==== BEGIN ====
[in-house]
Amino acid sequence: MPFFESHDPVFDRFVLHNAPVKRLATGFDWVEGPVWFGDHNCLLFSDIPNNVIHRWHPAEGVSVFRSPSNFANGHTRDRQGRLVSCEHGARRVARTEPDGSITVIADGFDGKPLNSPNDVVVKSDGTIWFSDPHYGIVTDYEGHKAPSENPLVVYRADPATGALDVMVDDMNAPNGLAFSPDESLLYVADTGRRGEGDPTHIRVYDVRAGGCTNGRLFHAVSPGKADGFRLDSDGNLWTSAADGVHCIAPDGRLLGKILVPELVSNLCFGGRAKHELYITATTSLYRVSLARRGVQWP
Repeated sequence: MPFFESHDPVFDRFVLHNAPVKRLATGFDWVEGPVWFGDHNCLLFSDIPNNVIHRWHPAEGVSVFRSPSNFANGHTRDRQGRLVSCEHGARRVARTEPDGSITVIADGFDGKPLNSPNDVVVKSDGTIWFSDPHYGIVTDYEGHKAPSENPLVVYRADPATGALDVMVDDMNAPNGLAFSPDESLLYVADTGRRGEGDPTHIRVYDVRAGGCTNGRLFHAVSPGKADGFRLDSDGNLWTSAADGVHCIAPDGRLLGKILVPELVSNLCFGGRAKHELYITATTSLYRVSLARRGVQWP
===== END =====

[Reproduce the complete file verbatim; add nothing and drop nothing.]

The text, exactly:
[in-house]
Amino acid sequence: MPFFESHDPVFDRFVLHNAPVKRLATGFDWVEGPVWFGDHNCLLFSDIPNNVIHRWHPAEGVSVFRSPSNFANGHTRDRQGRLVSCEHGARRVARTEPDGSITVIADGFDGKPLNSPNDVVVKSDGTIWFSDPHYGIVTDYEGHKAPSENPLVVYRADPATGALDVMVDDMNAPNGLAFSPDESLLYVADTGRRGEGDPTHIRVYDVRAGGCTNGRLFHAVSPGKADGFRLDSDGNLWTSAADGVHCIAPDGRLLGKILVPELVSNLCFGGRAKHELYITATTSLYRVSLARRGVQWP
Repeated sequence: MPFFESHDPVFDRFVLHNAPVKRLATGFDWVEGPVWFGDHNCLLFSDIPNNVIHRWHPAEGVSVFRSPSNFANGHTRDRQGRLVSCEHGARRVARTEPDGSITVIADGFDGKPLNSPNDVVVKSDGTIWFSDPHYGIVTDYEGHKAPSENPLVVYRADPATGALDVMVDDMNAPNGLAFSPDESLLYVADTGRRGEGDPTHIRVYDVRAGGCTNGRLFHAVSPGKADGFRLDSDGNLWTSAADGVHCIAPDGRLLGKILVPELVSNLCFGGRAKHELYITATTSLYRVSLARRGVQWP